23 Mars 2017
March 23, 2017
TOKYO (Kyodo) -- Tokyo Electric Power Company Holdings Inc. will delay a decision on whether to seek an end to its state control by about two years to fiscal 2019 amid ballooning costs stemming from the 2011 Fukushima nuclear disaster, an outline of its new business plan showed Wednesday.
The move is another sign the utility is struggling to revive its business even after receiving a capital injection of 1 trillion yen ($9 billion) from the government in 2012 to bolster its financial standing. But disaster cleanup costs have continued to rise, with the latest estimate reaching 22 trillion yen.
Under its latest business turnaround plan, which will be the third major revision since the first one was formulated in 2011, TEPCO aims to realign or integrate its nuclear and power transmission and distribution businesses with other utilities to improve its profitability. But it is uncertain whether business will get back on track as planned, with other utilities cautious about such tie-ups.
The company said it will establish a consortium with other utilities to quickly facilitate its reorganization and integration plan.
TEPCO and a state-linked entity offering financial support over massive compensation payments are expected to work out the details of the business turnaround plan and submit it to the government in April for approval.
The government had initially planned to release TEPCO from effective state control in April 2017 or later by reducing the ratio of voting shares currently owned by the entity to less than 50 percent from the current more than 50 percent.
But in the outline of the latest plan, TEPCO said the decision on the issue will be delayed from the end of fiscal 2016, which is this month, to fiscal 2019.
Under the plan, TEPCO is aiming to boost management efficiency and increase productivity.
The revised plan stresses the importance of reaching a basic agreement with Chubu Electric Power Co. to fully integrate their non-nuclear thermal power generation operations by this spring.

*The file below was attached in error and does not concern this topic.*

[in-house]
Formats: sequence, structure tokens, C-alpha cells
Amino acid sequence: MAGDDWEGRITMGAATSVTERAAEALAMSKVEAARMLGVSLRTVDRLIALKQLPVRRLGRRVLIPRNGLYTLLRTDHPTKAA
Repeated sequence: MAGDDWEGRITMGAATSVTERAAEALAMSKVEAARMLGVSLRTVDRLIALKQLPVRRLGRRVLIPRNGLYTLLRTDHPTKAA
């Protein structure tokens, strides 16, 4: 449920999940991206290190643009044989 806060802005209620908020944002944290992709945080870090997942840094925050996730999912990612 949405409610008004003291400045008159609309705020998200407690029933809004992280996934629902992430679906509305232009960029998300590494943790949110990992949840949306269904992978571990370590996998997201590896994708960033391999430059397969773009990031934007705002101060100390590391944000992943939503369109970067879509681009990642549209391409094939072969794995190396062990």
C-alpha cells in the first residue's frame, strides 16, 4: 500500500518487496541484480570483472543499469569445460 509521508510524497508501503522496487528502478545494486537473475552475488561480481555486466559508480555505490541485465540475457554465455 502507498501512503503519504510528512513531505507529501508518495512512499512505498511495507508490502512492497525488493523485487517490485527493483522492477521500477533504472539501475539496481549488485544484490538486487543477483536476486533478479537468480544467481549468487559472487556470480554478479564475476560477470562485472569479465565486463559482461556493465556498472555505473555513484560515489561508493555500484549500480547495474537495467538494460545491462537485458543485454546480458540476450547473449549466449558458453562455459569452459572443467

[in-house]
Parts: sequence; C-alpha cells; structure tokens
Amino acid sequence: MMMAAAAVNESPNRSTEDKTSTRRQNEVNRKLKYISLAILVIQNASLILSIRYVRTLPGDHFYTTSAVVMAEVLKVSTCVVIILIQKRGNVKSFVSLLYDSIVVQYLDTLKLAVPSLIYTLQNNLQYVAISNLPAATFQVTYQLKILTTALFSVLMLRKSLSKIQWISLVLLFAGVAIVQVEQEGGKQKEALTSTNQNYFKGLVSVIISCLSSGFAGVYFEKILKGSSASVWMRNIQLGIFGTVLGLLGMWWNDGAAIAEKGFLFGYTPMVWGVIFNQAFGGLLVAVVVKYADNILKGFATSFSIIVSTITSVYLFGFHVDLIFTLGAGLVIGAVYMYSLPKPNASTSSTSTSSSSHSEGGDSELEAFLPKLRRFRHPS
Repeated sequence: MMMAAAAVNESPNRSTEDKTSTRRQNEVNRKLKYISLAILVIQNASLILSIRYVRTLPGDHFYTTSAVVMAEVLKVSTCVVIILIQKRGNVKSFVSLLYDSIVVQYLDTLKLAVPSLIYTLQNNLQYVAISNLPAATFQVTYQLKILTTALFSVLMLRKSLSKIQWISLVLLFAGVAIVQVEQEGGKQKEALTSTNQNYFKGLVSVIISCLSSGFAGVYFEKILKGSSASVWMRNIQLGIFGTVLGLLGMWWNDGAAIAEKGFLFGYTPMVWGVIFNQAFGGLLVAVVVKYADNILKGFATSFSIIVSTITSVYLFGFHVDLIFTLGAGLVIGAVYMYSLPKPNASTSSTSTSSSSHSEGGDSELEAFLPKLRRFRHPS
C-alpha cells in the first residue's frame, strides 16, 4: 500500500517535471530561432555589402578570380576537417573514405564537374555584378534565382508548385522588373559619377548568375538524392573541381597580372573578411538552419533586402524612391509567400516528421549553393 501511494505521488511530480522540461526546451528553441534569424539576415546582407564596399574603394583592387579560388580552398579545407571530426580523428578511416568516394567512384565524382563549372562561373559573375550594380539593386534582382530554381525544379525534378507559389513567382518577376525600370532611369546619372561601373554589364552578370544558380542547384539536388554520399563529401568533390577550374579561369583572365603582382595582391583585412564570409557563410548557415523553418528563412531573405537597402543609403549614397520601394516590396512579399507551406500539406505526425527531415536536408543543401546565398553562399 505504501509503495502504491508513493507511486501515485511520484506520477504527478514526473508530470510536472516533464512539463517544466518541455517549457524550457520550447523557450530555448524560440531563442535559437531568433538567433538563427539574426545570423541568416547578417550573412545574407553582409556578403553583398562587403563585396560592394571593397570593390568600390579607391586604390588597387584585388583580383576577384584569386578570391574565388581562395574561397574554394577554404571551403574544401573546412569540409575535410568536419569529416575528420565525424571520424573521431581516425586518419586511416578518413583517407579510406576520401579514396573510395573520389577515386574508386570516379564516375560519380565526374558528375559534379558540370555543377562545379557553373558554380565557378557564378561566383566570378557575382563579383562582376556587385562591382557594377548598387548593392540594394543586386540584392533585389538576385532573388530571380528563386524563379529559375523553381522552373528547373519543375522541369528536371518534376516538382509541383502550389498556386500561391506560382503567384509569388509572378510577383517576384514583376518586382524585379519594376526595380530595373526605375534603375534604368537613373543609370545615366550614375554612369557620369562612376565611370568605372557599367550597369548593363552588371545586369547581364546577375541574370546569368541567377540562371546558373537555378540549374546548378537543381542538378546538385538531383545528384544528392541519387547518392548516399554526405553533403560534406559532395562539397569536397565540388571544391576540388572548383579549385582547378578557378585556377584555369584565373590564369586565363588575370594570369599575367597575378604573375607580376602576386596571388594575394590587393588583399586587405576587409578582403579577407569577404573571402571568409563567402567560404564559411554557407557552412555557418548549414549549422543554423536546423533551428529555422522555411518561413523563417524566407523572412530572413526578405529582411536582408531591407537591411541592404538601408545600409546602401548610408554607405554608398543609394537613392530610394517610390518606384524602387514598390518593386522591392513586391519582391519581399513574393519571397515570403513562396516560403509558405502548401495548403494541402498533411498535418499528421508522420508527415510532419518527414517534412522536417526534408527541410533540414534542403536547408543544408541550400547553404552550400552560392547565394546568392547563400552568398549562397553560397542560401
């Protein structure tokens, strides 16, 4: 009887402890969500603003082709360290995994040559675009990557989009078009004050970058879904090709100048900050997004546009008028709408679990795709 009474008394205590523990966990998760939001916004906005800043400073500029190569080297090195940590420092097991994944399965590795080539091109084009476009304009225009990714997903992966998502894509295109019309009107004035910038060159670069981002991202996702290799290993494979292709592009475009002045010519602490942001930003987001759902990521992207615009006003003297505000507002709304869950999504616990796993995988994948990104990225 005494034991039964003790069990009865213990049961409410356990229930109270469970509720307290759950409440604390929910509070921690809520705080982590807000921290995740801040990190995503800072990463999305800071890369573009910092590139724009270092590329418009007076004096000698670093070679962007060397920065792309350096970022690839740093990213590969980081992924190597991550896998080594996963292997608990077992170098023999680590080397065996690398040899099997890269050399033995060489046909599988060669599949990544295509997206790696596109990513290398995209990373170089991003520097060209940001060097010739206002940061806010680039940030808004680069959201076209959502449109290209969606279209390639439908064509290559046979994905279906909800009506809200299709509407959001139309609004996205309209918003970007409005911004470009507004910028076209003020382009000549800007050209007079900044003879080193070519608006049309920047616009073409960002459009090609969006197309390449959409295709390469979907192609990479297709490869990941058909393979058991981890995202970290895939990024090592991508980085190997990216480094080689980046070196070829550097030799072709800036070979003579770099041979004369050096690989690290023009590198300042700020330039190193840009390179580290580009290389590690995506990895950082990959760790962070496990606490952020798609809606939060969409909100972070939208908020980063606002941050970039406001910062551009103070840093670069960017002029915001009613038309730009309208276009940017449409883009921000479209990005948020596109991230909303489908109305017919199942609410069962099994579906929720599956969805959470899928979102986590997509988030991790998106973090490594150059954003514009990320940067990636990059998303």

TEPCO is also planning to hold discussions with other utilities in the near future to promote the reorganization and integration of power transmission and distribution in the industry. The utility is considering acquiring related overseas operators over the medium- to long-term as part of the strategy.
The company also envisions reorganizing and integrating its nuclear operations in the future. It hopes to establish a consortium with domestic nuclear operators to secure talent and technologies, and develop new light-water reactors. The utility is also aiming to expand into overseas nuclear power generation markets, according to the plan.
The company will also seek cooperation from other power companies in reactivating its Kashiwazaki-Kariwa nuclear plant in Niigata Prefecture despite a public loss of confidence.
The prospect of the reactivation of the seven-reactor plant remains unclear with Niigata Gov. Ryuichi Yoneyama having taken a cautious stance toward its restart. The latest plan does not set out a specific timeline.
As compensation payments and decommissioning costs mount, TEPCO is expected to remain under effective state control. But TEPCO's status has prompted concerns among other major utilities that even if they cooperate, profits generated through such arrangements could be used to pay for decommissioning and damages.
To ease such concerns, rules for government involvement and where the cost burden will fall will be mapped out, the plan said.